When I first saw the video of the Berkeley riots from this past weekend, I thought to myself, well, it’s good that those on the Political Right are fighting back. After a few minutes, though, I realized that unless the police and the courts stop this, someone will eventually get killed.
It’s hard to blame folks on the Right for showing up prepared for a fight, especially in radical whack-a-doodle Berkeley. The authorities there – if you can even call them that — seldom do anything about the Lefties who engage in violence. Indeed, the police in Moscow-by-the-Bay are always ready to accommodate the Leftists.
This from the “Event Planning Checklist” portion of the Berkeley Police Department’s website shows police offering to perform “symbolic arrests”:
That sentiment is also reflected in what the Berkeley police did when the fighting broke out on Saturday, namely standing idly by.
The administration at UC Berkeley is also useless.
Granted, these pencil-pushing pinkos can’t stop what happens off-campus like Saturday’s riot. But they don’t actually do much when it happens on campus, as was the case when left-wing thugs shut down Milo Yiannopoulos’s speech there in February.
In its feckless press release following the Milo debacle, the administration claimed that, “The University and the UCPD went to extraordinary lengths to plan for this event and put the appropriate resources in place in order to maintain security.”
And they’ve since learned how to improve their security: Just cancel such events.
As David French noted a few days ago, this has all become a farce:
If the media accurately and comprehensively reported on leftist mob violence, it would see that a pattern has emerged: On campus and in the streets, a violent or menacing core seizes the ground it wants, blocks access to buildings, and shuts down the speech or events it seeks to suppress. This violent core is often surrounded and protected by a larger group of ostensibly “peaceful” protesters who sometimes cheer aggression wildly and then provide cover for the rioters, who melt back into the crowd. After the riot, the polite progressives condemn the violence, urge that it not distract from the alleged rightness of the underlying cause, and then do virtually nothing to enforce the law and punish the offenders.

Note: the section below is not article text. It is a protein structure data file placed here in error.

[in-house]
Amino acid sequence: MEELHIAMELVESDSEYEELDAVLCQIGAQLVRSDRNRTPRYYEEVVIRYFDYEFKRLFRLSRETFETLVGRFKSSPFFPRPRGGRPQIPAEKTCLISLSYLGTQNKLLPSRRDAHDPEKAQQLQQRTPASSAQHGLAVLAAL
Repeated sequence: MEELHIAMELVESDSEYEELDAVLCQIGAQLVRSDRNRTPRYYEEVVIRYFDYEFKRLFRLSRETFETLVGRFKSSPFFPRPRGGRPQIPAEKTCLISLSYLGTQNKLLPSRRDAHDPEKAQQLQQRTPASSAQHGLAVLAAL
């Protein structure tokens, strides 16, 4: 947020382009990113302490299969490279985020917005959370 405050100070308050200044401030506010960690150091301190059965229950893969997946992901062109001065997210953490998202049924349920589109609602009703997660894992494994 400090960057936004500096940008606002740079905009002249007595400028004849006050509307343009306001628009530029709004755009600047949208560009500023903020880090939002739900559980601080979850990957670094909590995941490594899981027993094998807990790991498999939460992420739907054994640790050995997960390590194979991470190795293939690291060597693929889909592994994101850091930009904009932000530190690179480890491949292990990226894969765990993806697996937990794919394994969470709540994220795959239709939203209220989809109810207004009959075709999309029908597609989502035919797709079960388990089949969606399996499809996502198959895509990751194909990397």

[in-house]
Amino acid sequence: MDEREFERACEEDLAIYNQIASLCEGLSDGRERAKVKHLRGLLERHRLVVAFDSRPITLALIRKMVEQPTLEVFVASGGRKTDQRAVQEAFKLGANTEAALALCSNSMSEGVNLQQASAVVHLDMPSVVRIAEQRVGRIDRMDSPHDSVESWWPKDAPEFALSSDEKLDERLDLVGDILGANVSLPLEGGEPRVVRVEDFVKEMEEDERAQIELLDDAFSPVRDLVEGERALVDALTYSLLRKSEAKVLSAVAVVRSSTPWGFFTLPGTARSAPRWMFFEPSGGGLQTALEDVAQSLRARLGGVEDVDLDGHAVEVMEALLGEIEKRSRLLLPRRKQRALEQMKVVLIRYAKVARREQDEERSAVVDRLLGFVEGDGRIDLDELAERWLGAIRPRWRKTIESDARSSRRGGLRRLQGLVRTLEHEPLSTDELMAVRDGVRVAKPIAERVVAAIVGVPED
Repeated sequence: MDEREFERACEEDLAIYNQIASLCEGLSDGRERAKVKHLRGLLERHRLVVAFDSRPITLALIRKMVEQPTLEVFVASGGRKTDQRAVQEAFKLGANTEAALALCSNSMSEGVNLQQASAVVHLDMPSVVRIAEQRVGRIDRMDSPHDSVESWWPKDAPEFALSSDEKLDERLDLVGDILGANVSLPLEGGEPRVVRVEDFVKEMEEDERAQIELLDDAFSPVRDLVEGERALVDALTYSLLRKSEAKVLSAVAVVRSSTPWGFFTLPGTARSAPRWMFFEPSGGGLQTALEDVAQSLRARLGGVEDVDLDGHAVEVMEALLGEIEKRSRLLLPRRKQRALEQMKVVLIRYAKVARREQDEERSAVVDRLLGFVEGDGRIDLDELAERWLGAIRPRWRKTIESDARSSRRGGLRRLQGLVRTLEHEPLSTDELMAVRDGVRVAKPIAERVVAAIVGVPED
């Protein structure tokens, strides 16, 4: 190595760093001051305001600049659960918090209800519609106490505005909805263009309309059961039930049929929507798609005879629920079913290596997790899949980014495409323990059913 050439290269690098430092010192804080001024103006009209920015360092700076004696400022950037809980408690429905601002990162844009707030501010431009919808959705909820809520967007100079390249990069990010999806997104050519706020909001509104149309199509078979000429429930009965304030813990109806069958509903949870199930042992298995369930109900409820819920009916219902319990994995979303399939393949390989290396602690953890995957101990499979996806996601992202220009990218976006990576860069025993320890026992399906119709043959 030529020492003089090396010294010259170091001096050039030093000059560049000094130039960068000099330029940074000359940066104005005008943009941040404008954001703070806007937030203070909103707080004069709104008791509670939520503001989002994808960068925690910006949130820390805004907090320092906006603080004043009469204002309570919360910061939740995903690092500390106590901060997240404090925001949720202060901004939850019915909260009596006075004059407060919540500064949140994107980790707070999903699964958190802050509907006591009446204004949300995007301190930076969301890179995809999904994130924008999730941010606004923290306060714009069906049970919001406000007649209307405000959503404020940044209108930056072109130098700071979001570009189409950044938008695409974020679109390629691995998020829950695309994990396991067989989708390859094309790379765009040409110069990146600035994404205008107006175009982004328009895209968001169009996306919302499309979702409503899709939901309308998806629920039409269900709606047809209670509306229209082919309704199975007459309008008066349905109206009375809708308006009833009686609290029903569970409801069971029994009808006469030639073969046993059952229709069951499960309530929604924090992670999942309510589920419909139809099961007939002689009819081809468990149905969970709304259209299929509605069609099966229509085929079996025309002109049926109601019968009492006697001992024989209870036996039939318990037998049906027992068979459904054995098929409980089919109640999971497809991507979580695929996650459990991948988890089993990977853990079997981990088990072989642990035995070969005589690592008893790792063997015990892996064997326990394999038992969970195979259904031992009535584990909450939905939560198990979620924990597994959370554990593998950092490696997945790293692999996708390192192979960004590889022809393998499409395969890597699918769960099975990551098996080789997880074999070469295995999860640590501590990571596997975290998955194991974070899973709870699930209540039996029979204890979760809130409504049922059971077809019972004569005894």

Congress can fix the problem by enacting a law so that any college or university where an exchange of ideas is canceled because of inadequate security loses a year’s worth of federal funding. That means all funding, including money for students such as Pell Grants. Ditto for police departments that do not enforce the law.
Loss of funding will give police departments like Berkeley’s an adequate kick in the pants to enforce the law. It will incentivize universities to call on police if an event is threatened by left-wing thugs. And perhaps student protestors will be a little less inclined to cheer on rioters and let them melt back into the crowd when their taxpayer-funded tuition will be yanked.
As the saying goes, conscience is that little voice saying your funding may be jeopardized.
If universities and police departments need some idea on how to enforce the law, they can look at the example of Auburn University, where police enforce a no-mask policy at events. And if Congress needs to find the courage to do something like this, well, they can talk to the current president:
Unless the law is enforced against rioters—unless they are arrested, forced to pay substantial fines and face serious prison time—they will only escalate their violence.
Sooner or later, someone will get killed. It’s not too late to prevent that.
Cutting off federal funds to permissive universities and police departments is a good first step.